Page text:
It sounds easy, but standing on one leg for 10 seconds can be harder than you think.
And your ability to do so — or not — may predict whether you are more likely to die within the next decade, a new study suggests. That's why an international team of researchers says the 10-second test should be part of routine health checks for all middle-aged and older adults.
"[It] provides rapid and objective feedback for the patient and health professionals regarding static balance," the researchers said, adding that the test adds useful information regarding a patient's risk of premature death.
Dr. Claudio Araujo of the Exercise Medicine Clinic in Rio de Janeiro led the study.
Araujo's team noted that balance, unlike aerobic fitness, muscle strength and flexibility, tends to be reasonably well preserved until a person's sixth decade of life. It then wanes rapidly.
For the study, the researchers used data from the CLINIMEX Exercise study, which was set up in 1994 to assess links between ill health, death and various measures of physical fitness, exercise and conventional heart disease risks.
The investigators collected data at check-ups from about 1,700 white Brazilians (aged 51 to 75) between February 2009 and December 2020. The check-ups included weight, several measures of skinfold thickness, waist size and medical history. Only people who had a stable gait were included.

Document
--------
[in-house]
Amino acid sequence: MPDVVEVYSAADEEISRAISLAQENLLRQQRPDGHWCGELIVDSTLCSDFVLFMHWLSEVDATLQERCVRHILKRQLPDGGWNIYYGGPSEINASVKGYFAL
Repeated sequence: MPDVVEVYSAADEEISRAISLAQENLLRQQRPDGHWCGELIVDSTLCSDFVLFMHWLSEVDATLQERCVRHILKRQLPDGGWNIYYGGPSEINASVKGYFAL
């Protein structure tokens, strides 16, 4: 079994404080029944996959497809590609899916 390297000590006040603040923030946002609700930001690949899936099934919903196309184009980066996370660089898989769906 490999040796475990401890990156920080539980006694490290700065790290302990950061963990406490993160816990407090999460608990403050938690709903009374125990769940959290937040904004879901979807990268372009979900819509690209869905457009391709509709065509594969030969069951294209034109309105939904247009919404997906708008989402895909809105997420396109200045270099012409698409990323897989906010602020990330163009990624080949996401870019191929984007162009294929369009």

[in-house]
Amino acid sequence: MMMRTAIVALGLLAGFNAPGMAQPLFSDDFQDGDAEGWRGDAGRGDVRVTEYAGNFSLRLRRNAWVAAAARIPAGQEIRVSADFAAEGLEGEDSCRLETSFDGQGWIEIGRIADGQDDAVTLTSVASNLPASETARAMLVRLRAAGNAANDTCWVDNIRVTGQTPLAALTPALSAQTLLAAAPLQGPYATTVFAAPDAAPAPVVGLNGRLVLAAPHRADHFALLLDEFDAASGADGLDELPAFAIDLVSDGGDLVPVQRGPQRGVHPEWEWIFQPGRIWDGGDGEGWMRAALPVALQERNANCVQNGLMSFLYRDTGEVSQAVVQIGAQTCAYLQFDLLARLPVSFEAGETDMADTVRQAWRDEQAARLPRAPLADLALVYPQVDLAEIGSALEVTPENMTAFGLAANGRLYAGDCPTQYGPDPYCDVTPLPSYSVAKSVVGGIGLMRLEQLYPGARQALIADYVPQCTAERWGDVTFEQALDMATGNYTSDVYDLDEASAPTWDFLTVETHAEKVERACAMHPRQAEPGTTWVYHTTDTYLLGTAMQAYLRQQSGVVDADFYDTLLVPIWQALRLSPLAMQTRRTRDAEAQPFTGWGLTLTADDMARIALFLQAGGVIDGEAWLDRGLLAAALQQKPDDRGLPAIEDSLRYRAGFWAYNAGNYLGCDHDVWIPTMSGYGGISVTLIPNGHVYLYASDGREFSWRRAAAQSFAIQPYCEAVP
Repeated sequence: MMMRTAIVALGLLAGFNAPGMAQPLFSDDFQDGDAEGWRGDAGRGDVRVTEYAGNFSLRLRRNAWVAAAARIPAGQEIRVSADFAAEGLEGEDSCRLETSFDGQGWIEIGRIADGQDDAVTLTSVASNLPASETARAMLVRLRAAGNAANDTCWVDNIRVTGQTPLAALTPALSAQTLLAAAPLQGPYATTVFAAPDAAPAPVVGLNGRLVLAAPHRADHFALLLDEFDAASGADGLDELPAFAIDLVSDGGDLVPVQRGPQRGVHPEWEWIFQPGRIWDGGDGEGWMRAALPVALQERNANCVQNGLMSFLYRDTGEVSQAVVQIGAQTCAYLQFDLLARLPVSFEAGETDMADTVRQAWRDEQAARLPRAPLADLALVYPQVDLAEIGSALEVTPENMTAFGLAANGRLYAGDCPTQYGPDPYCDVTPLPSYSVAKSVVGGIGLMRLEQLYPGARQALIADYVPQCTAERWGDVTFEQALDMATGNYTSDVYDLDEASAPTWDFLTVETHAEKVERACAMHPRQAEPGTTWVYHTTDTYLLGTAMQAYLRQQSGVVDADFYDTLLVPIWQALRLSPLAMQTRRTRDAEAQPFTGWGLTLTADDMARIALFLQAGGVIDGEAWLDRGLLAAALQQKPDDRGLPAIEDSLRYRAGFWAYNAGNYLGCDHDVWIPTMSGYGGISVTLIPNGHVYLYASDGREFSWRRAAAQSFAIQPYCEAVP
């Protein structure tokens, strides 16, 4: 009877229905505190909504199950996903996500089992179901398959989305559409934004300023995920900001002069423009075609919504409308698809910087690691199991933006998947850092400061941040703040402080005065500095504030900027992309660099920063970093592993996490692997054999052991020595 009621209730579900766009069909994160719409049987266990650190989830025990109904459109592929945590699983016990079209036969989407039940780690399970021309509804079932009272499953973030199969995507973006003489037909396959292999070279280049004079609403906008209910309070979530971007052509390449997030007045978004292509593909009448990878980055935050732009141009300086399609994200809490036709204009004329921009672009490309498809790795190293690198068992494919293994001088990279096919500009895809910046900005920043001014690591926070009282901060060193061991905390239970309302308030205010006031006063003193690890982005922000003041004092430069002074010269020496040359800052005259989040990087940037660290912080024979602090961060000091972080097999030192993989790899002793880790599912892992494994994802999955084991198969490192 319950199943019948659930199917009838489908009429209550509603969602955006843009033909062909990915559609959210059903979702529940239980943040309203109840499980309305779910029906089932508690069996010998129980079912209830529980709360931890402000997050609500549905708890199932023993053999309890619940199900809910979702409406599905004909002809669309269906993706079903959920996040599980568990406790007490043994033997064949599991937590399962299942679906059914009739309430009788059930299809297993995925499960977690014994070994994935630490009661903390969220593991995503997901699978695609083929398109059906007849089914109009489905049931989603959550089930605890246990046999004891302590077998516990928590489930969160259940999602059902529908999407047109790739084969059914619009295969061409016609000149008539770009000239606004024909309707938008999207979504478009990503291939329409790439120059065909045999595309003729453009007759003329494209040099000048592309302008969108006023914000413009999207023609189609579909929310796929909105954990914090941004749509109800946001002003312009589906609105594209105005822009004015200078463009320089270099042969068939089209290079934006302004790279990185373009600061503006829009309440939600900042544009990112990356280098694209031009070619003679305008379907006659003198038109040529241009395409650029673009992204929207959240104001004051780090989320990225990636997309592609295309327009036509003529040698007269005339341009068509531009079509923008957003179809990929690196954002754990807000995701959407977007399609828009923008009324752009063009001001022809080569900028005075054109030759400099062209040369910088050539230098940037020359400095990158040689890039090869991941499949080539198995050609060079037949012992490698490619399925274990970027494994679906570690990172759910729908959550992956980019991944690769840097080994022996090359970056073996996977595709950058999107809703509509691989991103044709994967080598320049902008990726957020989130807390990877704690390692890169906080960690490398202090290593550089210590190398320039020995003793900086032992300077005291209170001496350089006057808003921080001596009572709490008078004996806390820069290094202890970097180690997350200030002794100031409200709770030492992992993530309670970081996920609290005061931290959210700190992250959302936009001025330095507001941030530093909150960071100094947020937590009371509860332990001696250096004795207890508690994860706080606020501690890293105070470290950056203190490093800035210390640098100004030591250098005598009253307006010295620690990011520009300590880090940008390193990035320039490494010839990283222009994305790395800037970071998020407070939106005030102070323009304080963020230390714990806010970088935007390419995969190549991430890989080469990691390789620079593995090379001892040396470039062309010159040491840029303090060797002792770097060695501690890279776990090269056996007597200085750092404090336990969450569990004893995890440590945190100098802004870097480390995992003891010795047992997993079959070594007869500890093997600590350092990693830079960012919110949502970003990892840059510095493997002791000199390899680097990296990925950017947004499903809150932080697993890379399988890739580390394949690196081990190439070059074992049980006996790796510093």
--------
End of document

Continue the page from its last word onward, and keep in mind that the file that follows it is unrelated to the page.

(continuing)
Each was asked to stand on one leg for 10 seconds without any added support. They were directed to place the front of the free foot on the back of the opposite lower leg, while keeping their arms by their sides and their gaze fixed straight ahead. They had up to three tries on either foot.
About one in five couldn't do it. Failure was more likely with age, roughly doubling at five-year intervals from age 51 onward.
About 54% of 71- to 75-year-olds could not complete the test, according to the report published June 22 in the British Journal of Sports Medicine.
That was also true for 37% of 66- to 70-year-olds; 18% of those aged 61 to 65; 8% of 56- to 60-year-olds; and 5% of the 51- to 55-year-old age group.
That means those in the oldest group were 11 times more likely to fail than those who were 20 years younger, the study authors noted in a journal news release.
There were no clear differences in causes of death between those who could and those who could not complete the test. But the proportion of deaths among those who failed was almost 13% higher.
Those who failed were more likely to have poor health, including obesity, heart disease, high blood pressure, unhealthy blood fat profiles and type 2 diabetes, the study found.
When the researchers took into account for age, sex and underlying conditions, they linked an inability to stand unsupported on one leg for 10 seconds with an 84% higher risk of death from any cause within the next decade.
Over an average seven-year follow up, 7% of participants died — 32% from cancer; 30% from heart disease; 9% from respiratory disease; and 7% from complications of COVID-19.
As an observational study, the research doesn't prove cause and effect. But the researchers said this simple and safe balance test could be included in routine health checks for older adults.